Many people are familiar with the term mikvah, fewer are familiar with the term niddah, and still fewer know about Family Purity Laws in Judaism.
Family Purity Laws
The Laws of Family Purity, as recorded in the Torah (Lev. 15:19-24), prohibit a husband from having intercourse with a menstruating woman. Family Purity Laws, called Taharat Ha-Mishpachah in Hebrew, are also referred to as the Jewish Laws of Separation.
Talmudic scholars extended the period of separation so that it lasts a minimum of 12 days. Separation begins at the first sign of blood. According to Jewish Law, the minimum period of menstrual flow is five days. Separation ends in the evening of the woman's seventh "clean day."
In addition, the rabbis broadened the Law's definition of separation. Whereas the Bible prohibits intercourse, the rabbis decided that a man should not share a bed or even touch his wife while she is ritually impure.
Niddah refers to a woman who is ritually impure. She is considered ritually impure while she is menstruating and for seven post-menstrual days. According to the Family Purity Laws, as soon as possible after nightfall of the seventh post-menstrual "clean" day, the woman must immerse herself in a mikvah. After she has purified herself in the mikvah, then she can resume sexual relations with her husband.
A mikvah (also pronounced mikveh) is a ritual bath. The purpose of the mikvah is solely ritual purification, not physical cleanliness. One must thoroughly bathe before entering into and being purified by a mikvah.
A Mikveh may be either stationary rain water or flowing well/spring water. Oceans, lakes, ponds and springs are all natural catch basins of rainwater, and thus can be used as mikvaot (plural for mikvah). This body of water must contain at least 480 liters of water that has not been drawn or stored in a vessel (Lev: 11:36). Most mikvaot today, which exist in cities, use 480 liters of undrawn water (channeled rainwater or melted snow), and then add water pumped from a faucet to reach a depth comfortable for immersion.
Mikvaot are primarily used by post-menstruant women and by converts to Judaism. Some orthodox Jewish men will immerse themselves in the mikvah before the Sabbath or a holiday.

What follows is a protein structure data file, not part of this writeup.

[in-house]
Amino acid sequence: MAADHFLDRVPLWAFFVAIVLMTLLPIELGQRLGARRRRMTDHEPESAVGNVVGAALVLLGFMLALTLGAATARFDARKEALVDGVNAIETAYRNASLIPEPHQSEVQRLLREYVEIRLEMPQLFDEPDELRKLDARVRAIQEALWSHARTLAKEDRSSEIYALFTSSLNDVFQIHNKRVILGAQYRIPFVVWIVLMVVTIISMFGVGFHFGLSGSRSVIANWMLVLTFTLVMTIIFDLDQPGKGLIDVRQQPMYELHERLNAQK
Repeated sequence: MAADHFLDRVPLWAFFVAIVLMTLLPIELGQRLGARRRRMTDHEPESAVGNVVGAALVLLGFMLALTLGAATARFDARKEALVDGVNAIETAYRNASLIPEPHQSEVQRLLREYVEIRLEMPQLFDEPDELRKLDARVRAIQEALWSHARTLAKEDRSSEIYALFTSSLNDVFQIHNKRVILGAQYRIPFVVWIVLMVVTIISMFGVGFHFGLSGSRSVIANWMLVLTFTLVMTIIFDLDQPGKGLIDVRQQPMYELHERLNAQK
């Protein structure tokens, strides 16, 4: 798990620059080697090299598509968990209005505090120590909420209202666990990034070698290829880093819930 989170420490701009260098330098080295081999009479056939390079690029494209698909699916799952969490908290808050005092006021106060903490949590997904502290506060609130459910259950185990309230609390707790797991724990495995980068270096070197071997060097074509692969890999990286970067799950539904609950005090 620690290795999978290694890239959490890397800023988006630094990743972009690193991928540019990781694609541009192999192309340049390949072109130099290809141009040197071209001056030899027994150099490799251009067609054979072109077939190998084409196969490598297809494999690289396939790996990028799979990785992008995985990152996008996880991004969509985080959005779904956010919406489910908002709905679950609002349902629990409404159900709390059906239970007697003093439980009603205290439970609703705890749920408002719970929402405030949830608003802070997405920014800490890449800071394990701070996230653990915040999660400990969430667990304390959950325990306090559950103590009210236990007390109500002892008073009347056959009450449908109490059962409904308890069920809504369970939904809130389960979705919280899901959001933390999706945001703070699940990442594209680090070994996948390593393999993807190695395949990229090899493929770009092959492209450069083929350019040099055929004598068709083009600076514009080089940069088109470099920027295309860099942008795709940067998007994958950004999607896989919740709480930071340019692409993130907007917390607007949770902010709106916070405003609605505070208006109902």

The prevalence of mikvaot in Jewish communities, both in Israel and in the Diaspora, from the time of the Second Temple until today, shows how important Family Purity Laws have been to the Jews throughout their history. Today, however, the great majority of non-orthodox Jews, which makes up the great majority of Jews in general, do not observe or even understand Judaism's Family Purity Laws.
Most of the Jews who know about and observe a period of sexual abstention do so because it is a commandment from the Torah. There are others, however, who practice Judaism's Family Purity Laws because they see both physical and psychological benefits from observing a period of separation.
Two weeks after a woman has begun to menstruate, she is most fertile and likely to conceive. At the same time, a man who has abstained from sex for two weeks will have an increased sperm count. Thus, observing this period of separation can increase the likelihood of conception. Secondly, it is believed that women who have sexual intercourse while menstrating are more vulnerable to a variety of vaginal infections and even cervical cancer.
Many believe that this period of separation also has psychological benefits. A couple that abstains from sex for two weeks each month is likely over time to form a strong non-physical attachment to each other. Over time and especially as the couple ages, this non-physical bond becomes an important part of a marriage. Secondly, like anything that isn't constantly available, the physical relationship between the husband and wife becomes more special and appreciated as a result of this period of physical separation.